Emphasizing that the United States desperately needs revival, Christian leaders on Thursday, during the National Day of Prayer broadcast, prayed that God would heal divisions and send a spiritual awakening across the nation.
"We're a nation in need of healing," Troy Brewer, pastor of Open Door Church in Burleson, Texas, said during the national broadcast. "We are broken in so many ways, but the solution is not going to come from a politician or a political party or a new ideology or a different economic plan or a different international policy.
"We are trusting God for a change – and that will emerge from the prayers of God's people," Brewer told the virtual audience. "Your prayers, our prayers, they make a difference."
The 90-plus minute broadcast was sponsored by the National Day of Prayer Task Force and Pray.com and featured a diverse group of pastors, leaders and influencers.
Kathy Branzell, president of the National Day of Prayer Task Force, noted that prayer is "not a spectator sport" and should be part of every Christian's daily life.
Author and speaker Joni Eareckson Tada emphasized that God "not only tunes His heart and listens to our prayers and petitions [but] He actually invites us to partner with Him in advancing His kingdom through our prayers."
Hip-hop artist Lecrae noted that the Bible calls God's people the "temple" of God.
"Once upon a time, the temple was the only place that the Spirit of God dwelt," Lecrae said. "And with that physical temple, that structure that was built, being torn down, we now are the temple that the Spirit of God resides in so we can access the presence of God at any given moment."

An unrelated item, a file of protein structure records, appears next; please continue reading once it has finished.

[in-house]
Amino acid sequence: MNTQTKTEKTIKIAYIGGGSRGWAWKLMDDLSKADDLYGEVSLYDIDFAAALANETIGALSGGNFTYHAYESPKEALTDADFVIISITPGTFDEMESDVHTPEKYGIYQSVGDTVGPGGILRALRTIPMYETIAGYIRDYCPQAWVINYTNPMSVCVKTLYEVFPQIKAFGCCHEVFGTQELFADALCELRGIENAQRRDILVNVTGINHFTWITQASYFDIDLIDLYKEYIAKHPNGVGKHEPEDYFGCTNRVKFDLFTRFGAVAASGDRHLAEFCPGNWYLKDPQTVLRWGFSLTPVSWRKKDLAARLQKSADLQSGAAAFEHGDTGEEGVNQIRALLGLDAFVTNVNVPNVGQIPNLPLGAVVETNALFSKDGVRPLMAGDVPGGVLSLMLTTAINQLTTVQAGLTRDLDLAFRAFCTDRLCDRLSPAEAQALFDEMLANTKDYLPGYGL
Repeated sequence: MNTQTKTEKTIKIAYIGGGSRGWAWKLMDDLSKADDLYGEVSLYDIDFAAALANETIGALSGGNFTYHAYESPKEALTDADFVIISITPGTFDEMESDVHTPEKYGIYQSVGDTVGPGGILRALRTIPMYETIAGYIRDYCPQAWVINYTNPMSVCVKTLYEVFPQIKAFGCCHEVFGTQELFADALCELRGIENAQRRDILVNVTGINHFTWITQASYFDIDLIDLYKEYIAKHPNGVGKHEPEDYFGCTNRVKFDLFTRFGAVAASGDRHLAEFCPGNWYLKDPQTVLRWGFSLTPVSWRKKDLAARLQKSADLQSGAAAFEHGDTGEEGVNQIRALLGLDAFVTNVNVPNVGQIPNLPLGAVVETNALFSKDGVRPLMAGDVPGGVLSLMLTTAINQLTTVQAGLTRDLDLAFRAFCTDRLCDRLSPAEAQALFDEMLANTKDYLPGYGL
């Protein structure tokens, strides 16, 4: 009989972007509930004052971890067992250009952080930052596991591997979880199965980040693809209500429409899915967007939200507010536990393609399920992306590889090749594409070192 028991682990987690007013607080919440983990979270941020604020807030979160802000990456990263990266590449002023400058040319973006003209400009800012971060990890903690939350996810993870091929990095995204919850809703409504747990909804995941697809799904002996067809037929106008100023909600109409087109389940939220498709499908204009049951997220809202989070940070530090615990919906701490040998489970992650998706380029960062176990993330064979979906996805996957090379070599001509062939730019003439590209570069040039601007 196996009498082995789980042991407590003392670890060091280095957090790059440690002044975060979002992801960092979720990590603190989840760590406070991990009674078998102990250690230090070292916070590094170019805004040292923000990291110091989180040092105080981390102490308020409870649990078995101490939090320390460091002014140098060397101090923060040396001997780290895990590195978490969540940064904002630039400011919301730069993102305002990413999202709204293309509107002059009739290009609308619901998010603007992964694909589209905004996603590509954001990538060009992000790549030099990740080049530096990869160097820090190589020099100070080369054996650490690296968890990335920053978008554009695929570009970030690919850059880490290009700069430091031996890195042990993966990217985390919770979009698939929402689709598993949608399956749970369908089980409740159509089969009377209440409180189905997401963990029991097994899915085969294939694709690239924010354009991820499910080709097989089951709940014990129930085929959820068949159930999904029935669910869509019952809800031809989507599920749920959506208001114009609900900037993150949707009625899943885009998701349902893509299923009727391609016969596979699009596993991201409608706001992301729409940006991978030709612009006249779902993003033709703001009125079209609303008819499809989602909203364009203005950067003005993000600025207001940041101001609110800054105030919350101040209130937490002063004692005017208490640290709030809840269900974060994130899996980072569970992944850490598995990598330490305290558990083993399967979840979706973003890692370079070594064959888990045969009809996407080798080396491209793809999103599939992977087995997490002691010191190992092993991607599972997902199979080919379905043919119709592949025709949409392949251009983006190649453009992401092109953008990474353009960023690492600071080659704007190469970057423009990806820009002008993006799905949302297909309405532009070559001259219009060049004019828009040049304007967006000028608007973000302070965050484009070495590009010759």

Singer Matthew West reminded viewers that "God hears us when we pray."
"He wants us to call upon His name, and that if we do, He promises to heal our land," West said.
Author and evangelist Anne Graham Lotz compared prayer to breathing, saying it's the "strongest instinct we have."
"Without breath, we die. ... What breathing is to me physically, prayer is to me spiritually," she said. "Without prayer, I don't have spiritual life."
Lotz called prayer a "conversation with God."
"Prayer is confiding in God my hopes and my dreams and my aspirations, my fears, my longings," she said.
Sam Rodriguez, the lead pastor of New Season Church in Sacramento, Calif., and the president of the National Hispanic Christian Leadership Conference, said America is "bleeding," but God can save it.
"This nation stands wounded, wounded by angst and consternation and flux, by moral relativism, cultural decadence, by ideologies and social constructs that run counter to the Word and the will of God," he said in his prayer. "... Heal our wounds -- you've done it before. We ask You to do it again."
Pastor A.R. Bernard, pastor of the Christian Cultural Center in Brooklyn, N.Y., called prayer "access" to God.
"Prayer is elevating the mind and the heart toward God. Often, when we are looking to pray and present our situations to God, we're so caught in the midst of it that we can't see clearly. Prayer immediately elevates us [and] takes us to the aerial view where we can see the bigger picture, we can see how all of it fits with a greater plan."
Prayer, Bernard added, is an incredible gift because it's the "ability to speak to God" but also to "know that we're being heard."
Photo courtesy: ©Getty Images/4maksym
Video courtesy: pray.com
Michael Foust has covered the intersection of faith and news for 20 years. His stories have appeared in Baptist Press, Christianity Today, The Christian Post, the Leaf-Chronicle, the Toronto Star and the Knoxville News-Sentinel.